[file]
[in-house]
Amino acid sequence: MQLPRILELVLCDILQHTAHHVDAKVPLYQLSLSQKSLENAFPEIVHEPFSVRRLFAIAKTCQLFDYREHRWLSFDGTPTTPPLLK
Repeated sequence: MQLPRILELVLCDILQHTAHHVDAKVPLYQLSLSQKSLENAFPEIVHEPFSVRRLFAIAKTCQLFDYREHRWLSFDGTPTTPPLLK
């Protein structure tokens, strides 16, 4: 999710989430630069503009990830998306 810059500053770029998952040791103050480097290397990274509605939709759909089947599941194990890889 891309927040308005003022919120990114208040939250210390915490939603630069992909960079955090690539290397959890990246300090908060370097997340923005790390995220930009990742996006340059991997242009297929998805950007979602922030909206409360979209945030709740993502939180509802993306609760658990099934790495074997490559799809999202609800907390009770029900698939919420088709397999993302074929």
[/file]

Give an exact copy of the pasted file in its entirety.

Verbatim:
[in-house]
Amino acid sequence: MQLPRILELVLCDILQHTAHHVDAKVPLYQLSLSQKSLENAFPEIVHEPFSVRRLFAIAKTCQLFDYREHRWLSFDGTPTTPPLLK
Repeated sequence: MQLPRILELVLCDILQHTAHHVDAKVPLYQLSLSQKSLENAFPEIVHEPFSVRRLFAIAKTCQLFDYREHRWLSFDGTPTTPPLLK
């Protein structure tokens, strides 16, 4: 999710989430630069503009990830998306 810059500053770029998952040791103050480097290397990274509605939709759909089947599941194990890889 891309927040308005003022919120990114208040939250210390915490939603630069992909960079955090690539290397959890990246300090908060370097997340923005790390995220930009990742996006340059991997242009297929998805950007979602922030909206409360979209945030709740993502939180509802993306609760658990099934790495074997490559799809999202609800907390009770029900698939919420088709397999993302074929």